I heard the other day what many would call “good news.” According to the Federal Reserve Chairman, Ben Bernanke, the recession is over.
Only the thing is, the “good-ness” of this news is relative … it’s only true for those of us living within certain geographic boundaries (read: the developed world.)
So, while we may be seeing signs of economic improvement in our part of the world, many other parts of the world are still in dire straits.
I recently received a report from our staff in Guatemala that says there are 54,000 families seriously lacking food. Fifty-four thousand. UNICEF says that almost half of Guatemalan children suffer from chronic malnutrition.
While the food crisis is not new, the reasons behind this reiteration of it are different from before.
Whereas before the skyrocketing cost of food was almost solely responsible for the crisis, this time Guatemala is experiencing something like the Perfect Storm — a combination of adverse weather, poor soil and the effects of the global economic downturn have lead to a severe food shortage.
On the other side of the globe in Uganda, the situation is equally heartbreaking. The last report our staff submitted said that more than 4,500 of our children and their families are suffering from famine.
Help Families Affected BY COVID-19
Families in poverty have no safety net in times of crisis. Help provide food, medical care and support during this pandemic.
Kids are not attending school because they don’t have the strength to get through the day. People cannot take their HIV medication because it has to be taken with food.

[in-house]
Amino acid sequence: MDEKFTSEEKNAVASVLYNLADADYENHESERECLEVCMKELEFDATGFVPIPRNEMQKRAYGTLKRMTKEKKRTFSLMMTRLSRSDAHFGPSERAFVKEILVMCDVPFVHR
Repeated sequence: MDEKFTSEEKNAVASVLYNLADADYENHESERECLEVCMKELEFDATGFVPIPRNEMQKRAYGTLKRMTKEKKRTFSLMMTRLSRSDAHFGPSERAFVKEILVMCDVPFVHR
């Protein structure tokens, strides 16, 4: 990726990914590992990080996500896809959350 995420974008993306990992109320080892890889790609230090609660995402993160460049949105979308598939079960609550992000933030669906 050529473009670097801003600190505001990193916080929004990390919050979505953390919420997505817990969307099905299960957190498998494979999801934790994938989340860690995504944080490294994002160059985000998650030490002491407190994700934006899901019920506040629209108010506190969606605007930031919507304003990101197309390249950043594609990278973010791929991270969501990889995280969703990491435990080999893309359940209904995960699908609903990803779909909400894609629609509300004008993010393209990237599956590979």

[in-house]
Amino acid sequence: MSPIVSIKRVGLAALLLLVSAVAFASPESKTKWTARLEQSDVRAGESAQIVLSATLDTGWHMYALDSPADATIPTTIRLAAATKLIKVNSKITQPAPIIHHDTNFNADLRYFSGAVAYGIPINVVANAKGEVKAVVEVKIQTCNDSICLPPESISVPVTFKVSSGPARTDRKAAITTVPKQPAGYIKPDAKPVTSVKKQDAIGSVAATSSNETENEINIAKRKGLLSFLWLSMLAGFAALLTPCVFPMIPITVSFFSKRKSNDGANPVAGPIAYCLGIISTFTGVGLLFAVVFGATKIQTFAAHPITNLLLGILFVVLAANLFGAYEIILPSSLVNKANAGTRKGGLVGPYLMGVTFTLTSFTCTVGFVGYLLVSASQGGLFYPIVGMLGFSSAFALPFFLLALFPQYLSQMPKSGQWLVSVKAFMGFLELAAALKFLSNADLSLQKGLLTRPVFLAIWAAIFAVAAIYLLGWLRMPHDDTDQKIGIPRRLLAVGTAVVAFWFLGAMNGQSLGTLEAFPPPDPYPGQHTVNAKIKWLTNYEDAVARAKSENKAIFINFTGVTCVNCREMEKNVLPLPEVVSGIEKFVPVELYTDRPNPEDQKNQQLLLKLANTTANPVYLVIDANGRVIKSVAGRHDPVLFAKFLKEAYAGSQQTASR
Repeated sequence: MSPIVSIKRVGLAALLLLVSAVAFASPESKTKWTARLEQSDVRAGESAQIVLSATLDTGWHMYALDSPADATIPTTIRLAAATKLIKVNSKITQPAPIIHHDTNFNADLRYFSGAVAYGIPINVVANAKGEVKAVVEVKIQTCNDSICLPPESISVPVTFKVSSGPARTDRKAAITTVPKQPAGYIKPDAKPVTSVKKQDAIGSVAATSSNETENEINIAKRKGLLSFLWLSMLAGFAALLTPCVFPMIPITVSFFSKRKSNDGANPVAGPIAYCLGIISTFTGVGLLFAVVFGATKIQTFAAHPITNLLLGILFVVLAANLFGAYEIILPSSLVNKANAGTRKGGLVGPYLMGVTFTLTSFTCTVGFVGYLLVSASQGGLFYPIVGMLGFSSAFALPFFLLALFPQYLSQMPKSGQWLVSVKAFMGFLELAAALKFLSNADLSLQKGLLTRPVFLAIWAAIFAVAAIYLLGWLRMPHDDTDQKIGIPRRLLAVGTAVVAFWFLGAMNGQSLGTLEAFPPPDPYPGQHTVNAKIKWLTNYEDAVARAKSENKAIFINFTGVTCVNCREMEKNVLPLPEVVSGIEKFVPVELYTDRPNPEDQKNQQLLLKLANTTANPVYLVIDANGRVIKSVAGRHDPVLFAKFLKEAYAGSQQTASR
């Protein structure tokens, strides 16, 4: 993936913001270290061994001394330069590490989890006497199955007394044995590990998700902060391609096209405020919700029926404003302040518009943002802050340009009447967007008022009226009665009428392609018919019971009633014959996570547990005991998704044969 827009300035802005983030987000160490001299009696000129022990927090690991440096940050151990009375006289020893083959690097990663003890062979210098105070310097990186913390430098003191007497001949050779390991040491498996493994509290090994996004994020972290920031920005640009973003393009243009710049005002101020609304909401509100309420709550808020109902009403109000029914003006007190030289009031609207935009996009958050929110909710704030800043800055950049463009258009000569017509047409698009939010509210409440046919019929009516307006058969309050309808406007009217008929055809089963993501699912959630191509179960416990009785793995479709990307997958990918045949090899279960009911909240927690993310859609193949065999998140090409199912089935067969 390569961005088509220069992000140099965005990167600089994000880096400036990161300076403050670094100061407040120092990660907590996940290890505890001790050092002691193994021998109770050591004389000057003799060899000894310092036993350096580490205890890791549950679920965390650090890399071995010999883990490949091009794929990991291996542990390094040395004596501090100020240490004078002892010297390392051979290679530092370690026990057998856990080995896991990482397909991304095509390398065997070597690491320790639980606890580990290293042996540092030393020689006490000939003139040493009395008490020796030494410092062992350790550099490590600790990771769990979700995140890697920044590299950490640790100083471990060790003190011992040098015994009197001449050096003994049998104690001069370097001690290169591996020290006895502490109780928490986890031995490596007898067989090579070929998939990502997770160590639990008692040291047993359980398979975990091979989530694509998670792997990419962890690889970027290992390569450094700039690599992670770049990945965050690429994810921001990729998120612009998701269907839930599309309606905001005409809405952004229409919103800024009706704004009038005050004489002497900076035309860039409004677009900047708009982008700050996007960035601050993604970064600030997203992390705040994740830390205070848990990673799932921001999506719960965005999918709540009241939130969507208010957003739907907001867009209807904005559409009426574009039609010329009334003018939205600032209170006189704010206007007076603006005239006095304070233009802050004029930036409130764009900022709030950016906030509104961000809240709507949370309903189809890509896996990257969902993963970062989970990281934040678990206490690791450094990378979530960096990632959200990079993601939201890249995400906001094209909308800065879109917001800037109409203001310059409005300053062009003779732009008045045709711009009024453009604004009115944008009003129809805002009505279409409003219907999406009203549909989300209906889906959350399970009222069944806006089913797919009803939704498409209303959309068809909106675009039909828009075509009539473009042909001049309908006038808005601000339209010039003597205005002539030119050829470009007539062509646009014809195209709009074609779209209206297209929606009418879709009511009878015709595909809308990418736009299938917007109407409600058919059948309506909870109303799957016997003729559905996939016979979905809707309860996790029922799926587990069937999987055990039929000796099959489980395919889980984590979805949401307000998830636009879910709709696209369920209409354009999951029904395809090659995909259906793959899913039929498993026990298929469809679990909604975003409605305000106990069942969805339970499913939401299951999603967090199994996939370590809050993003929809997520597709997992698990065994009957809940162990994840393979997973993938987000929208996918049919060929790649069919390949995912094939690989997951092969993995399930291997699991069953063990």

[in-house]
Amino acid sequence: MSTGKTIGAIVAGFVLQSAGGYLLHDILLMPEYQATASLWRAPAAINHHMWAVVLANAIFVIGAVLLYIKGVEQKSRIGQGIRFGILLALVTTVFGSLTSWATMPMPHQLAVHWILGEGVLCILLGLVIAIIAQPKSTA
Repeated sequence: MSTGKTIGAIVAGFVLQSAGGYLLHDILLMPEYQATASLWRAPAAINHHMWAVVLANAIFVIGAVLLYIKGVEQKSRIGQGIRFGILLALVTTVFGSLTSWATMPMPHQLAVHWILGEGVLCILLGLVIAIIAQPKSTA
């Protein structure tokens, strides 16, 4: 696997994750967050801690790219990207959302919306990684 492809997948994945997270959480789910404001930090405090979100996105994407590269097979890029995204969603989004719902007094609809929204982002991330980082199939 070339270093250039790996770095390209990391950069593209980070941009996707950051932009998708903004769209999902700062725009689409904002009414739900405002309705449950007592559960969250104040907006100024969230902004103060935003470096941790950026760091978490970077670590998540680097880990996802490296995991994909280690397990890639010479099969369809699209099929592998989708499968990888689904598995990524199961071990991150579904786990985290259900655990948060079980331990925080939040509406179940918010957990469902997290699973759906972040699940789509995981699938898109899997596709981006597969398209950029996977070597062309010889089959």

And they have none.
Since the onset of the Global Food Crisis last year, we have distributed millions of dollars worth of food, medical treatment and nutritional counseling.
Together with your help, God blew us away with His abundant blessing during our Global Food Crisis Day on March 11.
We were able to meet the needs of many children like Doris, an 11-year-old girl from Guatemala who was malnourished, surviving on a diet of vegetables and chicken giblets once a day, and provide her with three meals of chicken, beef, vegetables, eggs, milk, Incaparina mixed with beans, corn flakes, rice and Protemás.
But for others, as the crisis goes on seemingly without end, it’s hard not to get discouraged.
There actually is good news, though: This economic imbalance has not taken God off guard. Actually, He knew we’d be in this predicament. That’s why He gave us clear instructions about what to do.
“If anyone has material possessions and sees his brother in need but has no pity on him, how can the love of God be in him? Dear children, let us not love with words or tongue but with actions and in truth.” — 1 John 3:17-18, NIV
And there it is plain as day — the key to solving this crisis.
While this side of the world might indeed be pulling out of the economic free-fall we’ve been in, those on the other side aren’t yet.
So, what I’d like to suggest is that this “recovery” is actually our opportunity. It is not an ending of something, but a chance to fulfill our purpose.
As we pull out of our economic tailspin, we have the chance — and the responsibility — to step up for those still spinning.